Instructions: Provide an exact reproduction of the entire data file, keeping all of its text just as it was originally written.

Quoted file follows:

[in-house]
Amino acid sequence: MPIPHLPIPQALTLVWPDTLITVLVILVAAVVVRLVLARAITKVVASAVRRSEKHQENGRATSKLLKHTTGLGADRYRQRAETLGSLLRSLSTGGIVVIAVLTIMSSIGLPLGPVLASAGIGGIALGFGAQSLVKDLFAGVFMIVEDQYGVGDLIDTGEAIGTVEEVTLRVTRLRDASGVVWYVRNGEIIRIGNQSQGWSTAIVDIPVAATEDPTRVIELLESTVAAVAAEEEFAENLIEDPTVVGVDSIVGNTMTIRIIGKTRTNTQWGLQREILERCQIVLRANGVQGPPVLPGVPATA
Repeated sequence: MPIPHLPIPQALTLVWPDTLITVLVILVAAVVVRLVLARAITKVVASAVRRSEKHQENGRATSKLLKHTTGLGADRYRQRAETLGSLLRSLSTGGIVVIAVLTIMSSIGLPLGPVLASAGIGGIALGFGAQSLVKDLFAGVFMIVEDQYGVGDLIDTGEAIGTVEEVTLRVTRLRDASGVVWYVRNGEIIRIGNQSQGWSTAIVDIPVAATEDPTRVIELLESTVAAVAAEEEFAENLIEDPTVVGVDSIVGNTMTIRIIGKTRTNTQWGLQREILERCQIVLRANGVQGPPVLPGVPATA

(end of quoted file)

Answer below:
[in-house]
Amino acid sequence: MPIPHLPIPQALTLVWPDTLITVLVILVAAVVVRLVLARAITKVVASAVRRSEKHQENGRATSKLLKHTTGLGADRYRQRAETLGSLLRSLSTGGIVVIAVLTIMSSIGLPLGPVLASAGIGGIALGFGAQSLVKDLFAGVFMIVEDQYGVGDLIDTGEAIGTVEEVTLRVTRLRDASGVVWYVRNGEIIRIGNQSQGWSTAIVDIPVAATEDPTRVIELLESTVAAVAAEEEFAENLIEDPTVVGVDSIVGNTMTIRIIGKTRTNTQWGLQREILERCQIVLRANGVQGPPVLPGVPATA
Repeated sequence: MPIPHLPIPQALTLVWPDTLITVLVILVAAVVVRLVLARAITKVVASAVRRSEKHQENGRATSKLLKHTTGLGADRYRQRAETLGSLLRSLSTGGIVVIAVLTIMSSIGLPLGPVLASAGIGGIALGFGAQSLVKDLFAGVFMIVEDQYGVGDLIDTGEAIGTVEEVTLRVTRLRDASGVVWYVRNGEIIRIGNQSQGWSTAIVDIPVAATEDPTRVIELLESTVAAVAAEEEFAENLIEDPTVVGVDSIVGNTMTIRIIGKTRTNTQWGLQREILERCQIVLRANGVQGPPVLPGVPATA